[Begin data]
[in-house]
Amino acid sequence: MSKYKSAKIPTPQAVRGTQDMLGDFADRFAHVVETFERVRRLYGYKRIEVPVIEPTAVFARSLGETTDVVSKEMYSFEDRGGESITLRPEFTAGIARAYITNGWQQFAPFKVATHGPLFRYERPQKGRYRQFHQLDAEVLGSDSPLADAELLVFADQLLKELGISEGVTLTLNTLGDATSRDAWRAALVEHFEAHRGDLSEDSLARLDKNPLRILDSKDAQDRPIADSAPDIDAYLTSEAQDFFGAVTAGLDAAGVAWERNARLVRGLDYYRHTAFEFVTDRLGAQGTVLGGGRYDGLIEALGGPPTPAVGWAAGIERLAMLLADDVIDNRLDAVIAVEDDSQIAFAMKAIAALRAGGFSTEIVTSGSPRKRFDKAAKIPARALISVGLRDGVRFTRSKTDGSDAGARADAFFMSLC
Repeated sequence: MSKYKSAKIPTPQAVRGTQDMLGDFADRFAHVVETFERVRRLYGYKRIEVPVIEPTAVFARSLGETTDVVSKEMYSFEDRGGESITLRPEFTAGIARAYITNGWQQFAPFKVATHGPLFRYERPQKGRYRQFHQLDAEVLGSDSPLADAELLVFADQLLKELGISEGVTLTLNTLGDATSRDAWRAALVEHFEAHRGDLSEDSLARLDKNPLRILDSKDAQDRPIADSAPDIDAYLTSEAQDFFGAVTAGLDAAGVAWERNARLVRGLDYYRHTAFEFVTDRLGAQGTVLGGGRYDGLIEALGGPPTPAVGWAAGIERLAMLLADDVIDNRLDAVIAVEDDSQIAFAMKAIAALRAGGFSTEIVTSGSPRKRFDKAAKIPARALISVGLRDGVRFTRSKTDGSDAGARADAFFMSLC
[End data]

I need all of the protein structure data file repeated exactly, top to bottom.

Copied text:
[in-house]
Amino acid sequence: MSKYKSAKIPTPQAVRGTQDMLGDFADRFAHVVETFERVRRLYGYKRIEVPVIEPTAVFARSLGETTDVVSKEMYSFEDRGGESITLRPEFTAGIARAYITNGWQQFAPFKVATHGPLFRYERPQKGRYRQFHQLDAEVLGSDSPLADAELLVFADQLLKELGISEGVTLTLNTLGDATSRDAWRAALVEHFEAHRGDLSEDSLARLDKNPLRILDSKDAQDRPIADSAPDIDAYLTSEAQDFFGAVTAGLDAAGVAWERNARLVRGLDYYRHTAFEFVTDRLGAQGTVLGGGRYDGLIEALGGPPTPAVGWAAGIERLAMLLADDVIDNRLDAVIAVEDDSQIAFAMKAIAALRAGGFSTEIVTSGSPRKRFDKAAKIPARALISVGLRDGVRFTRSKTDGSDAGARADAFFMSLC
Repeated sequence: MSKYKSAKIPTPQAVRGTQDMLGDFADRFAHVVETFERVRRLYGYKRIEVPVIEPTAVFARSLGETTDVVSKEMYSFEDRGGESITLRPEFTAGIARAYITNGWQQFAPFKVATHGPLFRYERPQKGRYRQFHQLDAEVLGSDSPLADAELLVFADQLLKELGISEGVTLTLNTLGDATSRDAWRAALVEHFEAHRGDLSEDSLARLDKNPLRILDSKDAQDRPIADSAPDIDAYLTSEAQDFFGAVTAGLDAAGVAWERNARLVRGLDYYRHTAFEFVTDRLGAQGTVLGGGRYDGLIEALGGPPTPAVGWAAGIERLAMLLADDVIDNRLDAVIAVEDDSQIAFAMKAIAALRAGGFSTEIVTSGSPRKRFDKAAKIPARALISVGLRDGVRFTRSKTDGSDAGARADAFFMSLC